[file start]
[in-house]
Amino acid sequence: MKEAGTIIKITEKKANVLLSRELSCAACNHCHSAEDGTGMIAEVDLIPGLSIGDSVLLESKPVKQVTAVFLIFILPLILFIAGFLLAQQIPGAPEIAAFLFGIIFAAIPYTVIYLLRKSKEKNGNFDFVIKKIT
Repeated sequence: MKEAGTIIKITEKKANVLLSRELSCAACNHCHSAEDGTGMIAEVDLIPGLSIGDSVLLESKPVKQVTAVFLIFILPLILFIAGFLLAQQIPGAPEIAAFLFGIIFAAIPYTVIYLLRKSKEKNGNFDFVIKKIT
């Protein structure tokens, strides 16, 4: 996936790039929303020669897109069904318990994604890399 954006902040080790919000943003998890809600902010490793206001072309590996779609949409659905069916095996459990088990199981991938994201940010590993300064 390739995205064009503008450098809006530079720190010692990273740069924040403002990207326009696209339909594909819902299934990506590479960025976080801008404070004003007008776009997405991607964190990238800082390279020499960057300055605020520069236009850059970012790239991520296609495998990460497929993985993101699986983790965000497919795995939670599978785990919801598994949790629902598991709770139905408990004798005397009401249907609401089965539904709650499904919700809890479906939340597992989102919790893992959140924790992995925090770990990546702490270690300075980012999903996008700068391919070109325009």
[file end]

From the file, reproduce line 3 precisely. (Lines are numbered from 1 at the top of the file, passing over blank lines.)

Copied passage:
Repeated sequence: MKEAGTIIKITEKKANVLLSRELSCAACNHCHSAEDGTGMIAEVDLIPGLSIGDSVLLESKPVKQVTAVFLIFILPLILFIAGFLLAQQIPGAPEIAAFLFGIIFAAIPYTVIYLLRKSKEKNGNFDFVIKKIT